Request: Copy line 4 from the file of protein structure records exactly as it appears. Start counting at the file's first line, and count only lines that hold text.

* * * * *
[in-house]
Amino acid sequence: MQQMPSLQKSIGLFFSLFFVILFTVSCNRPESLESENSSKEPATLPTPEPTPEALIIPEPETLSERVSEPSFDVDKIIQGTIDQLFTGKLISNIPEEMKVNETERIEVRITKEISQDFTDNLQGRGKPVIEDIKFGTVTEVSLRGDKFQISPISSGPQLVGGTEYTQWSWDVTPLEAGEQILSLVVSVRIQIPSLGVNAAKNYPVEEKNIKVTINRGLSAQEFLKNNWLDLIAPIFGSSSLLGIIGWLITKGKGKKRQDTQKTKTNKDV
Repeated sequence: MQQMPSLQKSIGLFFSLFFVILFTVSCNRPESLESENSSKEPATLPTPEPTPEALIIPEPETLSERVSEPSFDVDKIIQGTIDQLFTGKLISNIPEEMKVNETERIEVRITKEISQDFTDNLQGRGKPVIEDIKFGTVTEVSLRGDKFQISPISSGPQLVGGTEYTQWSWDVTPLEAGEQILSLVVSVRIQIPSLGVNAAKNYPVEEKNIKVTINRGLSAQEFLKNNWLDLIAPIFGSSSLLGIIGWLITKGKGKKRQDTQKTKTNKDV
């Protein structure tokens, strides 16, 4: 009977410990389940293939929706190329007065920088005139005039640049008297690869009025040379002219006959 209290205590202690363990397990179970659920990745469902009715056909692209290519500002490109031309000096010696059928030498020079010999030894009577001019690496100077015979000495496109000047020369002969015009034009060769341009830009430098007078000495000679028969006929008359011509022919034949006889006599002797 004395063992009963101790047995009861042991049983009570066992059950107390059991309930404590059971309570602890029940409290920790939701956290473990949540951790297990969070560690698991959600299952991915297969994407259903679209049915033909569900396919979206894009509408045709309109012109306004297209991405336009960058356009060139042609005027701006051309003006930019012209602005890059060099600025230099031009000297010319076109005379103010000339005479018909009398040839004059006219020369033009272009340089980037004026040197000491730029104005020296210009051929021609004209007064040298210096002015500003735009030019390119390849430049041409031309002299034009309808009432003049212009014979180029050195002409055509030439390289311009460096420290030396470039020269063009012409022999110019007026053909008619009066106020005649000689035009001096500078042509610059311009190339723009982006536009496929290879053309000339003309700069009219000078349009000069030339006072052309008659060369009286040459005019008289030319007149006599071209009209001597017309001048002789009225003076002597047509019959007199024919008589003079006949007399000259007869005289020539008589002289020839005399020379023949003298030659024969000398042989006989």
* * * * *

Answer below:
């Protein structure tokens, strides 16, 4: 009977410990389940293939929706190329007065920088005139005039640049008297690869009025040379002219006959 209290205590202690363990397990179970659920990745469902009715056909692209290519500002490109031309000096010696059928030498020079010999030894009577001019690496100077015979000495496109000047020369002969015009034009060769341009830009430098007078000495000679028969006929008359011509022919034949006889006599002797 004395063992009963101790047995009861042991049983009570066992059950107390059991309930404590059971309570602890029940409290920790939701956290473990949540951790297990969070560690698991959600299952991915297969994407259903679209049915033909569900396919979206894009509408045709309109012109306004297209991405336009960058356009060139042609005027701006051309003006930019012209602005890059060099600025230099031009000297010319076109005379103010000339005479018909009398040839004059006219020369033009272009340089980037004026040197000491730029104005020296210009051929021609004209007064040298210096002015500003735009030019390119390849430049041409031309002299034009309808009432003049212009014979180029050195002409055509030439390289311009460096420290030396470039020269063009012409022999110019007026053909008619009066106020005649000689035009001096500078042509610059311009190339723009982006536009496929290879053309000339003309700069009219000078349009000069030339006072052309008659060369009286040459005019008289030319007149006599071209009209001597017309001048002789009225003076002597047509019959007199024919008589003079006949007399000259007869005289020539008589002289020839005399020379023949003298030659024969000398042989006989």